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The Olympic gold-medallist diver said his Hell Of A Homecoming mission had been the “hardest four days of my life” after completing 290 miles of rowing, swimming, cycling and running from London to his home town of Plymouth in Devon.
During the Red Nose Day challenge, the 27-year-old also braved bitterly cold temperatures, heavy rain and wind to raise funds for the charity.
“I can’t believe I’ve made it to Plymouth after all I’ve been through the past few days. It’s been the hardest four days of my life.
“I can’t wait to just crash and not do anything for a very long time. I’m exhausted.
“If you can, please donate what you can to Red Nose Day because it would make a world of difference to so many families all across the country.
“To come home and see all my family here, as well as so many people, is pretty special, so thank you.
“I don’t really know what else to say other than I just need to go and sleep for about six years. Thank you all so much and love you.”
The Olympian embarked on the first leg of his journey at 7am on Monday when he left the Aquatics Centre in Stratford for a six-mile row to Tower Pier, which saw him capsize into the freezing River Thames at one point.
The Aquatics Centre is a place close to Daley’s heart, as it is not only where he won his first Olympic medal in 2012 but also where his father’s ashes are placed at the foot of the diving board.
From the man himself. A very tired @TomDaley1994 who should be so, so proud of himself. And then have the biggest sleep ever.
— Comic Relief (@comicrelief) February 17, 2022
After completing the rowing section, Daley completed a 60-mile cycle from London’s Tower Bridge to the Redgrave Pinsent Rowing Lake in Reading.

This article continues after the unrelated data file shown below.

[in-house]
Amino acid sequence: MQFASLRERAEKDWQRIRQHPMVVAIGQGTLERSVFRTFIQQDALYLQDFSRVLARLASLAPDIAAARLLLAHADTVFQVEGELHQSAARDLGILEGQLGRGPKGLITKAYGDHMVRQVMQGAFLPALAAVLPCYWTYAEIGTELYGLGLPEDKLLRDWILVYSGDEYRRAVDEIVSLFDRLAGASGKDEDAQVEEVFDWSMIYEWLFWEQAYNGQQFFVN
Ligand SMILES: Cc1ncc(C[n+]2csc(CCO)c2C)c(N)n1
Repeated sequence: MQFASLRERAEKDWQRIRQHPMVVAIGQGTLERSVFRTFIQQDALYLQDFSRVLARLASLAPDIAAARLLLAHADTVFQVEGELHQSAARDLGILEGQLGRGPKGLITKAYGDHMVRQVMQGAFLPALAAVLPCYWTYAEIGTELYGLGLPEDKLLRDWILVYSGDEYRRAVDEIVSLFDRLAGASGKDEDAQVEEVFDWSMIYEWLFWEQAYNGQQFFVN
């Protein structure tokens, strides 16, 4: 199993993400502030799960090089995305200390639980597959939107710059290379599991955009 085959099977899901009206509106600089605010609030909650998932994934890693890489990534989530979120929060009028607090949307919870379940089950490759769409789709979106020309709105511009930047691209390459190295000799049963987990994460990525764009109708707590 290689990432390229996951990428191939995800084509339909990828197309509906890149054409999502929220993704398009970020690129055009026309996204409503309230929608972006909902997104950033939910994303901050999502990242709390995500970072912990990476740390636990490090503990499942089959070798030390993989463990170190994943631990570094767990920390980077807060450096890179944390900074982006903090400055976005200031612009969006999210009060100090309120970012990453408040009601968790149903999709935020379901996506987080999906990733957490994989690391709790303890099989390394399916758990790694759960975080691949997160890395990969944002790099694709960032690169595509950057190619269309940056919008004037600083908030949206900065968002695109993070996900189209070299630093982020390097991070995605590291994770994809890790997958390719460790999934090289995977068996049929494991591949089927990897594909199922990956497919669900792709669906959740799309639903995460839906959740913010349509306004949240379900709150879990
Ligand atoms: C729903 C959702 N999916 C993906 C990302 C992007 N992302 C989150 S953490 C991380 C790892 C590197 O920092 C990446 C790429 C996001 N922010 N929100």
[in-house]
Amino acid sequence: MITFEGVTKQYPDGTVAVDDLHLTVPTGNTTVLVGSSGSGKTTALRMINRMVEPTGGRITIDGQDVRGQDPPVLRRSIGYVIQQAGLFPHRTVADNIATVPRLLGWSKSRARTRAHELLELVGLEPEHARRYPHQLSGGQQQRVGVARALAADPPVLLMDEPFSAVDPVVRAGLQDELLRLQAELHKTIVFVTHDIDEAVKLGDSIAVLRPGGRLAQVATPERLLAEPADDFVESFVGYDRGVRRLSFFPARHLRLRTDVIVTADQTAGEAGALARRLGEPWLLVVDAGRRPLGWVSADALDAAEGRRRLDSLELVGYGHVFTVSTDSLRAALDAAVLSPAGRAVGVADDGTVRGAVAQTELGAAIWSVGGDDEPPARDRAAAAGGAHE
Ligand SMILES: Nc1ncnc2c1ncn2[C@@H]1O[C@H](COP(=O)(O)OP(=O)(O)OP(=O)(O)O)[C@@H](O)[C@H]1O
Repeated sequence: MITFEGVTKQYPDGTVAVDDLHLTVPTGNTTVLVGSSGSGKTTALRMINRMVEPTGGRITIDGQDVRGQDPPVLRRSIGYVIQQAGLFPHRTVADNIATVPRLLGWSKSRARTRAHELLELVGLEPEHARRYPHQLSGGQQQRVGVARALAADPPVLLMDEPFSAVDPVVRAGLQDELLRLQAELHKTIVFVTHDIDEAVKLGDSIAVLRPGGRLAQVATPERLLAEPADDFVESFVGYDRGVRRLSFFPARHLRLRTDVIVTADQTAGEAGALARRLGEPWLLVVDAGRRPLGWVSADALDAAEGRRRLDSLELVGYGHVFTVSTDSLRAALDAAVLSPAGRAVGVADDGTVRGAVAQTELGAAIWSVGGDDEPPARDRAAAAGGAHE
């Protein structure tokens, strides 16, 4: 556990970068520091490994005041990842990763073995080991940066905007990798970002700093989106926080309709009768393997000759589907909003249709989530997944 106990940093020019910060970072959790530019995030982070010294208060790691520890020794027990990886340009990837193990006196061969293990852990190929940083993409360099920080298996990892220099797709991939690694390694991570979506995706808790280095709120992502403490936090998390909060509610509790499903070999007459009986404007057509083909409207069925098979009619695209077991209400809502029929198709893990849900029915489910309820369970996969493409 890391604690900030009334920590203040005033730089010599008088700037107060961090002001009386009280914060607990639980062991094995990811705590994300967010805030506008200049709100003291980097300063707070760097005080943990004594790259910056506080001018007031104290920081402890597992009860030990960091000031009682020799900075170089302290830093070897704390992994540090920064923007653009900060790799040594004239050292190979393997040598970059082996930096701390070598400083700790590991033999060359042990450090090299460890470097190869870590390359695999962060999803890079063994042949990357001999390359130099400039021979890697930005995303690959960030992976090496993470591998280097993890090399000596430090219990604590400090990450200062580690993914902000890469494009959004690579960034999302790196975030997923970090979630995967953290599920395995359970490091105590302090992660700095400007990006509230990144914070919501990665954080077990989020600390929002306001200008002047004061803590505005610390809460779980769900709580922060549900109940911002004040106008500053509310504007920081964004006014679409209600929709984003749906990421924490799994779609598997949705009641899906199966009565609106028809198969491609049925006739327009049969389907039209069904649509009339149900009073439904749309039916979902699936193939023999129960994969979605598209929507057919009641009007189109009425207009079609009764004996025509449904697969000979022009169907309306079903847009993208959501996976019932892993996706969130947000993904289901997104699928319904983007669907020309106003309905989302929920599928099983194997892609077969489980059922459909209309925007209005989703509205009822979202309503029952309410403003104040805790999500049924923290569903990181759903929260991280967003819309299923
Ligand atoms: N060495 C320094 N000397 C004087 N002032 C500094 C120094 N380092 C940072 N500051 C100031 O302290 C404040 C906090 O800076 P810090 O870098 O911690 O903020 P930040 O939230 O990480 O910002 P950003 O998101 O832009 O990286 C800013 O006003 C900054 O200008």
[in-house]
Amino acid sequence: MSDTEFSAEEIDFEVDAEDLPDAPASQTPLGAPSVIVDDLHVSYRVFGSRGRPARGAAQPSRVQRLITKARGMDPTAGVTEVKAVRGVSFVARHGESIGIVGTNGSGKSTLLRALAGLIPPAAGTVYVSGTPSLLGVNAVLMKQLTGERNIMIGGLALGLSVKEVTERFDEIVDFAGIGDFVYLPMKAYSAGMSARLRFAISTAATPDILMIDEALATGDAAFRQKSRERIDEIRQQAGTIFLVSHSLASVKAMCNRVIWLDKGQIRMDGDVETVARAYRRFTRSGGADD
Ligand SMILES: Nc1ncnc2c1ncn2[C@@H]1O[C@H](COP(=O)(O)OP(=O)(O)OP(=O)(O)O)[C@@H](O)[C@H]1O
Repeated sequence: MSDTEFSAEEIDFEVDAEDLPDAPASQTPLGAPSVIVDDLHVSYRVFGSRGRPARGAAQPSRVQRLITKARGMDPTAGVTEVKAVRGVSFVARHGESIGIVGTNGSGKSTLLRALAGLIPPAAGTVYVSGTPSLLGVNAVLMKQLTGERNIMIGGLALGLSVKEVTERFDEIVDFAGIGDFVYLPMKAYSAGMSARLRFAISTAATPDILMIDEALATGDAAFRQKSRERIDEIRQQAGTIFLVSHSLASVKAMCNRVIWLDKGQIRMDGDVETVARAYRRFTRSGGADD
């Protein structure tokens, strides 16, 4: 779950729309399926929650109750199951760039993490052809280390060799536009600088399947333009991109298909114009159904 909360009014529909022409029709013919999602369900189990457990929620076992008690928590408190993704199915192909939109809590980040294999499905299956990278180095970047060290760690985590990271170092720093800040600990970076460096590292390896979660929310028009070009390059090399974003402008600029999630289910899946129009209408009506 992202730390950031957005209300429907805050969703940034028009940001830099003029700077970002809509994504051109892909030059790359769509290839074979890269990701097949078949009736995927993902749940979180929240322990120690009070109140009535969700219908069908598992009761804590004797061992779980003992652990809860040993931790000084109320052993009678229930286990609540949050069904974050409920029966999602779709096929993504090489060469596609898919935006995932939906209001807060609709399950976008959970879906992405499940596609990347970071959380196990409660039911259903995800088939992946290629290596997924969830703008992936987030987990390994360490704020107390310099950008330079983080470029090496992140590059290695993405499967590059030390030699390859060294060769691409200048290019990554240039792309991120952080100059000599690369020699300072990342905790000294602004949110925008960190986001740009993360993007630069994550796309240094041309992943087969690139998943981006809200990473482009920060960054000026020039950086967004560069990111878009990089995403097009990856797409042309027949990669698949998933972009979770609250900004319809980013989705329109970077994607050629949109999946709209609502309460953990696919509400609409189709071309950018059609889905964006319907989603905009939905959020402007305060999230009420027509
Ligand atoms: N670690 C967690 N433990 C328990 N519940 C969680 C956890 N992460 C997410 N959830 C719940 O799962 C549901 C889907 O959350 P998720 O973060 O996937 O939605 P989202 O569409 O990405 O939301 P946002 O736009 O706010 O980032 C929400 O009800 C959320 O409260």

He was then thrown into the deep end on the second day with a 1,600-metre open water swim in the lake, as well as clocking up around 60 more miles on the bike.
For the third day, he braved the heavy rain and wind to tackle the longest stage of his journey, which saw him cycle for 130 miles over 12 hours and climbing more than 3,000ft from Southampton to Bovey Castle in Dartmoor National Park.
On the final day, Daley took on an ultramarathon run of 30 miles from Bovey Castle, where he got married to film director Dustin Black five years ago.
Tom Daley was cheered on by hundreds of supporters, family and friends as he crossed the finish line in Plymouth.
Stand-up comedian Eddie Izzard joined him for part of the run for moral support as he knows the mental and physical strains of such a challenge having completed 27 marathons in 27 days across South Africa for Comic Relief in 2017.
Other familiar faces including his diving partner Matty Lee, Paralympian swimmer Ellie Simmonds, TV presenter Davina McCall and former Olympic rower Sir Steve Redgrave also joined Daley for parts of the challenge.
Communities rallied together to welcome the Olympian through their towns and cities as he passed through, with people lining the streets with banners and posters of good luck messages.
Daley’s journey and all the action has been filmed for a special one-hour documentary which is due to air on BBC One and iPlayer in March.
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